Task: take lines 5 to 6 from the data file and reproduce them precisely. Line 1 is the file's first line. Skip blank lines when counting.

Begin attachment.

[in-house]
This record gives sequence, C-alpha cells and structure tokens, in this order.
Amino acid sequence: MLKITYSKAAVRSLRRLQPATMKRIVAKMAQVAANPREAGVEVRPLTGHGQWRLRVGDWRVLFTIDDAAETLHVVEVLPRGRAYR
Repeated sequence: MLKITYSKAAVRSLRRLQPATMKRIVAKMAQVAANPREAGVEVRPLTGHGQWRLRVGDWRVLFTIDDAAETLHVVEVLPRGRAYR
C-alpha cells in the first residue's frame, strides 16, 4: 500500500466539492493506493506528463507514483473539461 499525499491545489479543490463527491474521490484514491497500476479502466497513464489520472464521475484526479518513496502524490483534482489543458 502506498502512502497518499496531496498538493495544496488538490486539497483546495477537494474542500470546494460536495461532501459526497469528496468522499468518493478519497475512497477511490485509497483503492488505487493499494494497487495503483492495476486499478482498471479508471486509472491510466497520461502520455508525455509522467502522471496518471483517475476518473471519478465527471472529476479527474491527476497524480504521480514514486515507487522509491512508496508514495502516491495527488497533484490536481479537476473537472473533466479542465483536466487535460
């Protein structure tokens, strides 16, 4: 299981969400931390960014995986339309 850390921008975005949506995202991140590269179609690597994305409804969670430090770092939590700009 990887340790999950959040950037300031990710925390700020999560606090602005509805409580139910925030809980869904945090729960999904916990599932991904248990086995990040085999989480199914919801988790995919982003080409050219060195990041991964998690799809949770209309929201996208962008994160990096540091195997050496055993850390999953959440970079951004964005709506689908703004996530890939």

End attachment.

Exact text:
C-alpha cells in the first residue's frame, strides 16, 4: 500500500466539492493506493506528463507514483473539461 499525499491545489479543490463527491474521490484514491497500476479502466497513464489520472464521475484526479518513496502524490483534482489543458 502506498502512502497518499496531496498538493495544496488538490486539497483546495477537494474542500470546494460536495461532501459526497469528496468522499468518493478519497475512497477511490485509497483503492488505487493499494494497487495503483492495476486499478482498471479508471486509472491510466497520461502520455508525455509522467502522471496518471483517475476518473471519478465527471472529476479527474491527476497524480504521480514514486515507487522509491512508496508514495502516491495527488497533484490536481479537476473537472473533466479542465483536466487535460
């Protein structure tokens, strides 16, 4: 299981969400931390960014995986339309 850390921008975005949506995202991140590269179609690597994305409804969670430090770092939590700009 990887340790999950959040950037300031990710925390700020999560606090602005509805409580139910925030809980869904945090729960999904916990599932991904248990086995990040085999989480199914919801988790995919982003080409050219060195990041991964998690799809949770209309929201996208962008994160990096540091195997050496055993850390999953959440970079951004964005709506689908703004996530890939």